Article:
Dry and durable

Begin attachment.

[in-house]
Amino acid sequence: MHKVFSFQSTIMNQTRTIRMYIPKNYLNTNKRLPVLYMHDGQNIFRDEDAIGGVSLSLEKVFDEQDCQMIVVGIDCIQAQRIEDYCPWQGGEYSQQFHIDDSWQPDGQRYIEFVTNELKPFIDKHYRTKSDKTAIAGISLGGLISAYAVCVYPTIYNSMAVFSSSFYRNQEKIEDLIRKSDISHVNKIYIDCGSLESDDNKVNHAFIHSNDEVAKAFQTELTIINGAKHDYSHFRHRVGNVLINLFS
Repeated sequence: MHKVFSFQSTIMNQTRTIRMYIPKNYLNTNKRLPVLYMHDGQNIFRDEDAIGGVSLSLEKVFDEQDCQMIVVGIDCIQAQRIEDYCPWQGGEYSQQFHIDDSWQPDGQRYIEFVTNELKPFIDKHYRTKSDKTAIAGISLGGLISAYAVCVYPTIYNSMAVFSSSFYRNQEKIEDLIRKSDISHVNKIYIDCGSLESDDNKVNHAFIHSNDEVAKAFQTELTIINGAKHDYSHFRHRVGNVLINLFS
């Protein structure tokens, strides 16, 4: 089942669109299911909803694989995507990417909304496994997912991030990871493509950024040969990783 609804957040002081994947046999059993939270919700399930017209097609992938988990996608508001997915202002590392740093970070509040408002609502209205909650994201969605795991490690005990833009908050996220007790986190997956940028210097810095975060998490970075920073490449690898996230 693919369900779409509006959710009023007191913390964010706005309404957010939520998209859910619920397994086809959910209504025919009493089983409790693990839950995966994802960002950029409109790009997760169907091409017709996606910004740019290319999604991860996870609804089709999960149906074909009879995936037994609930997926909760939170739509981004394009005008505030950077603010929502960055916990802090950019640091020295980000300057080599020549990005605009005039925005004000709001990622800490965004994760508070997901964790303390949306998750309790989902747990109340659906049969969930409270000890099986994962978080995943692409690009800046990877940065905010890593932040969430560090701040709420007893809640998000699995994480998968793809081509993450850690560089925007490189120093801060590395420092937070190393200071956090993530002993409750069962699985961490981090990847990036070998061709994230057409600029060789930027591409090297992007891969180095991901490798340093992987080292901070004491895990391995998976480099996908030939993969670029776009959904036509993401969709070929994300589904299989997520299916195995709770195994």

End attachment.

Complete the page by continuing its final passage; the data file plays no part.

Superhydrophobic surfaces have a range of applications in biotechnology and medicine thanks to their ability to stay dry, keep clean and avoid biofouling. Their water-repellent properties come from nanoscale surface roughness, which minimizes contact between the liquid and the surface. But this comes at a price, as it also makes the surface fragile, leading many to believe that high water repellency and material robustness are mutually exclusive properties. In this week’s issue, Robin Ras, Xu Deng and co-workers suggest otherwise. They present a surface constructed at two length scales: a nanostructure that imparts high water repellency and a microstructure frame that houses pockets of the nanostructure. The researchers describe the frame as an armour that protects the nanostructure and say the concept can be applied to silicon, ceramic, metal and transparent glass to form superhydrophobic surfaces that can withstand a steel blade and sandpaper abrasion.